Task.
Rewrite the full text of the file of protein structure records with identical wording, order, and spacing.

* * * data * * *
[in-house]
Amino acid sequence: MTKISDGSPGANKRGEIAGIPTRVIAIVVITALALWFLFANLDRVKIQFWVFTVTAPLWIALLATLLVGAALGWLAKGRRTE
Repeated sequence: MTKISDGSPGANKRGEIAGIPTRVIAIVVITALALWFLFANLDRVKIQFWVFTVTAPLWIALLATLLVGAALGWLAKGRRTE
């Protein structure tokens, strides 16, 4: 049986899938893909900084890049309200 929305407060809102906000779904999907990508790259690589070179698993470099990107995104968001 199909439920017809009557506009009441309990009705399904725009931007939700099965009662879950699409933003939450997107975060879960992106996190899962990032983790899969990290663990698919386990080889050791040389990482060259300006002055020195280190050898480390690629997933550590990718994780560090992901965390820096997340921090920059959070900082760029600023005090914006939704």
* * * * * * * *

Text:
[in-house]
Amino acid sequence: MTKISDGSPGANKRGEIAGIPTRVIAIVVITALALWFLFANLDRVKIQFWVFTVTAPLWIALLATLLVGAALGWLAKGRRTE
Repeated sequence: MTKISDGSPGANKRGEIAGIPTRVIAIVVITALALWFLFANLDRVKIQFWVFTVTAPLWIALLATLLVGAALGWLAKGRRTE
């Protein structure tokens, strides 16, 4: 049986899938893909900084890049309200 929305407060809102906000779904999907990508790259690589070179698993470099990107995104968001 199909439920017809009557506009009441309990009705399904725009931007939700099965009662879950699409933003939450997107975060879960992106996190899962990032983790899969990290663990698919386990080889050791040389990482060259300006002055020195280190050898480390690629997933550590990718994780560090992901965390820096997340921090920059959070900082760029600023005090914006939704």